On 2 February 2012 19:28, Stefan Küng <tortoisesvn_at_gmail.com> wrote:
> On 02.02.2012 15:52, Simon Large wrote:
>> Hi Stefan,
>> I bumped into this one before but forgot to report it.
>> I svn copy and rename a file to make a variant and start editing it. I
>> decide I am going to do things a bit differently and TSVN->Undo Add.
>> This reverts the svn copy and discards the file, which is not what I
>> expected since I had edited it after making the copy.
>> What I expect Undo Add to do is:
>> Added unversioned file: Revert, but keep my original file as unversioned
>> Added file with history (unmodified): Revert, deleting the copied file
> Already works this way.
I know :-)
>> Added file with history (modified): Revert, keeping the modified file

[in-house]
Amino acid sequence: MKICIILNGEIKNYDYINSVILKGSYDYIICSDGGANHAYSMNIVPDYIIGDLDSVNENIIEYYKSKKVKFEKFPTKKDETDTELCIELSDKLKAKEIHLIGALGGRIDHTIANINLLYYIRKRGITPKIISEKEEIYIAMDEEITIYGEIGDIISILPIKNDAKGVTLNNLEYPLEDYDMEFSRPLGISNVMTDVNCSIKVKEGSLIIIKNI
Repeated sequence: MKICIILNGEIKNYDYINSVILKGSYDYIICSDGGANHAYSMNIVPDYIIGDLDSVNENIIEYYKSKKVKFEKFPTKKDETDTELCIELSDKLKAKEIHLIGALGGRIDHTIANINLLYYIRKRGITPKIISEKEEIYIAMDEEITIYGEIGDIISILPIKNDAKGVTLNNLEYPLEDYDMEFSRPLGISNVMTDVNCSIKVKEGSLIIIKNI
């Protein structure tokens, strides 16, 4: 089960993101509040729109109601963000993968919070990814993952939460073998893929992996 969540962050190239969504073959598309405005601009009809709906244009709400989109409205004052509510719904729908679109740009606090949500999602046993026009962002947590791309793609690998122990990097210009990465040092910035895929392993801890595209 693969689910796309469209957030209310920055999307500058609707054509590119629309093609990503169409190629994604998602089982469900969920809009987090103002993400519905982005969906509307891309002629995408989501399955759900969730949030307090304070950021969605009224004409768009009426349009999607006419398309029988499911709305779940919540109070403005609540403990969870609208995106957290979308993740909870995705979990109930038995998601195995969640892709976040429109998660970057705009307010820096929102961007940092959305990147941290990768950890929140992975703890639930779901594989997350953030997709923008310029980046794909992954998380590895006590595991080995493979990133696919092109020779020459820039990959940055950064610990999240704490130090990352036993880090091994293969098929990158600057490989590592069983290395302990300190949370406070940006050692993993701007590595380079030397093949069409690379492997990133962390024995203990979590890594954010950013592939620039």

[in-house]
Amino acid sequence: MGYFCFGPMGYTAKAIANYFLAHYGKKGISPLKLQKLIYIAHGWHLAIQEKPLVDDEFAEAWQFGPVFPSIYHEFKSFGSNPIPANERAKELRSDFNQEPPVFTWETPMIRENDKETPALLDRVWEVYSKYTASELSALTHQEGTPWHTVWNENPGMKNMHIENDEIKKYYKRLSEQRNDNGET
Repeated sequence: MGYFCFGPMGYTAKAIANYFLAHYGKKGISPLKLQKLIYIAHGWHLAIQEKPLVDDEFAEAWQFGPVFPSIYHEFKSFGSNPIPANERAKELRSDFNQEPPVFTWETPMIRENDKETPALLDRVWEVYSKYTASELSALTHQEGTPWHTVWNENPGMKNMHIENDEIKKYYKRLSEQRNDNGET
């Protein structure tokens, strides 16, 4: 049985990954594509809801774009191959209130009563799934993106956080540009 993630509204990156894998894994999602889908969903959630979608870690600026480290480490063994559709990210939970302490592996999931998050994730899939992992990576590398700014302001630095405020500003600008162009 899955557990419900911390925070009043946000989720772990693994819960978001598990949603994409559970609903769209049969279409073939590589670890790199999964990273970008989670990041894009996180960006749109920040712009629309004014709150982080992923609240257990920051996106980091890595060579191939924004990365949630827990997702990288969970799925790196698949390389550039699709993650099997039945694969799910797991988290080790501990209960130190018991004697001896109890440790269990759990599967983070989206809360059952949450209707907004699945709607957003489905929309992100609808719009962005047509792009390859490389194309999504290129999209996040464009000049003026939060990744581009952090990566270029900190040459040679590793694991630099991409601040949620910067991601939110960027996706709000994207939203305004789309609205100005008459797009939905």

>> as unversioned
> Not exactly: revert means also reverting local modifications.
> But: TSVN moves the reverted file to the trash bin so you *can* recover
> it if you really want to.
I know that is what it does (assuming you have the recycle bin feature
enabled), and that "Undo Add" is really just a renamed "Revert", but
IMHO it would be more consistent if it were to leave it as an
unversioned file, the same as reverting the addition of a previously
unversioned file. There is no reason to revert the changes because,
unlike reverting a simple modified file, you are not getting your
original file back again. Then again, maybe it is the subversion
library itself which is being inconsistent here.
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Received on 2012-02-03 00:03:00 CET